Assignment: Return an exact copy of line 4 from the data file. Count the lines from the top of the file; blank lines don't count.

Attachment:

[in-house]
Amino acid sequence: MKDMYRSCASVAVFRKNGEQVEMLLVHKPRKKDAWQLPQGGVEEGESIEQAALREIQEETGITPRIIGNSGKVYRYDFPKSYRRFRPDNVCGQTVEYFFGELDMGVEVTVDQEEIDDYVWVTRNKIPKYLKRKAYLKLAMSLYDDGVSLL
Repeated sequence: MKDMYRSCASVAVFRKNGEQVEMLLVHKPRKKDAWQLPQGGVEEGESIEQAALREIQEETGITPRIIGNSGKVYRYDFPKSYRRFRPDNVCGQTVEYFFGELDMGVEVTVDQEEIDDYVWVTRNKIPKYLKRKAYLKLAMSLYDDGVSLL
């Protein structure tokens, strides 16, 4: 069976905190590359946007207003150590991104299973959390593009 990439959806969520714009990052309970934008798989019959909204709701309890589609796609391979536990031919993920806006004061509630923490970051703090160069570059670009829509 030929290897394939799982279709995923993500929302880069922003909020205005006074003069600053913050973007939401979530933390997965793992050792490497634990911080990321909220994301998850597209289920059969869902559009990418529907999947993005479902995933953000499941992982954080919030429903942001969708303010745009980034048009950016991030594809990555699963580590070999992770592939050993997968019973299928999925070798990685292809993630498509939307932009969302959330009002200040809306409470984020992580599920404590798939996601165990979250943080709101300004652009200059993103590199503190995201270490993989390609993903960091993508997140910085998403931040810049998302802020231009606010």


């Protein structure tokens, strides 16, 4: 069976905190590359946007207003150590991104299973959390593009 990439959806969520714009990052309970934008798989019959909204709701309890589609796609391979536990031919993920806006004061509630923490970051703090160069570059670009829509 030929290897394939799982279709995923993500929302880069922003909020205005006074003069600053913050973007939401979530933390997965793992050792490497634990911080990321909220994301998850597209289920059969869902559009990418529907999947993005479902995933953000499941992982954080919030429903942001969708303010745009980034048009950016991030594809990555699963580590070999992770592939050993997968019973299928999925070798990685292809993630498509939307932009969302959330009002200040809306409470984020992580599920404590798939996601165990979250943080709101300004652009200059993103590199503190995201270490993989390609993903960091993508997140910085998403931040810049998302802020231009606010």